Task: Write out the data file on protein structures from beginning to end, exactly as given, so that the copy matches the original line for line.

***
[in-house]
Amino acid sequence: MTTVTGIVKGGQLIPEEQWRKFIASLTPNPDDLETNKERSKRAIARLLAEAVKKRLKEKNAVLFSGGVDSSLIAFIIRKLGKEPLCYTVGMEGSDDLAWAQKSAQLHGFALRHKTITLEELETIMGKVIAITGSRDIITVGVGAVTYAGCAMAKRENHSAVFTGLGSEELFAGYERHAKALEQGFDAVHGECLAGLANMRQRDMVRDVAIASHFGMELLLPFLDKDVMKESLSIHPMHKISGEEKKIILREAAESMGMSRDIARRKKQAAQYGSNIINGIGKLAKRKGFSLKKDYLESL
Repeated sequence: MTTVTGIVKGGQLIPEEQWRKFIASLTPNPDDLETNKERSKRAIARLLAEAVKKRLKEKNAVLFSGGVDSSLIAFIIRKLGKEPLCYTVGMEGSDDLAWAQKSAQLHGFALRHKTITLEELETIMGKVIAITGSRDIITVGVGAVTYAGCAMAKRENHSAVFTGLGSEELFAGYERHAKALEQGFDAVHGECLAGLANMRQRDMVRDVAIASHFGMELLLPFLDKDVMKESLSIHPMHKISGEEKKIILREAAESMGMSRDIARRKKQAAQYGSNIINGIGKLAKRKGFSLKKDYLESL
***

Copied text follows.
[in-house]
Amino acid sequence: MTTVTGIVKGGQLIPEEQWRKFIASLTPNPDDLETNKERSKRAIARLLAEAVKKRLKEKNAVLFSGGVDSSLIAFIIRKLGKEPLCYTVGMEGSDDLAWAQKSAQLHGFALRHKTITLEELETIMGKVIAITGSRDIITVGVGAVTYAGCAMAKRENHSAVFTGLGSEELFAGYERHAKALEQGFDAVHGECLAGLANMRQRDMVRDVAIASHFGMELLLPFLDKDVMKESLSIHPMHKISGEEKKIILREAAESMGMSRDIARRKKQAAQYGSNIINGIGKLAKRKGFSLKKDYLESL
Repeated sequence: MTTVTGIVKGGQLIPEEQWRKFIASLTPNPDDLETNKERSKRAIARLLAEAVKKRLKEKNAVLFSGGVDSSLIAFIIRKLGKEPLCYTVGMEGSDDLAWAQKSAQLHGFALRHKTITLEELETIMGKVIAITGSRDIITVGVGAVTYAGCAMAKRENHSAVFTGLGSEELFAGYERHAKALEQGFDAVHGECLAGLANMRQRDMVRDVAIASHFGMELLLPFLDKDVMKESLSIHPMHKISGEEKKIILREAAESMGMSRDIARRKKQAAQYGSNIINGIGKLAKRKGFSLKKDYLESL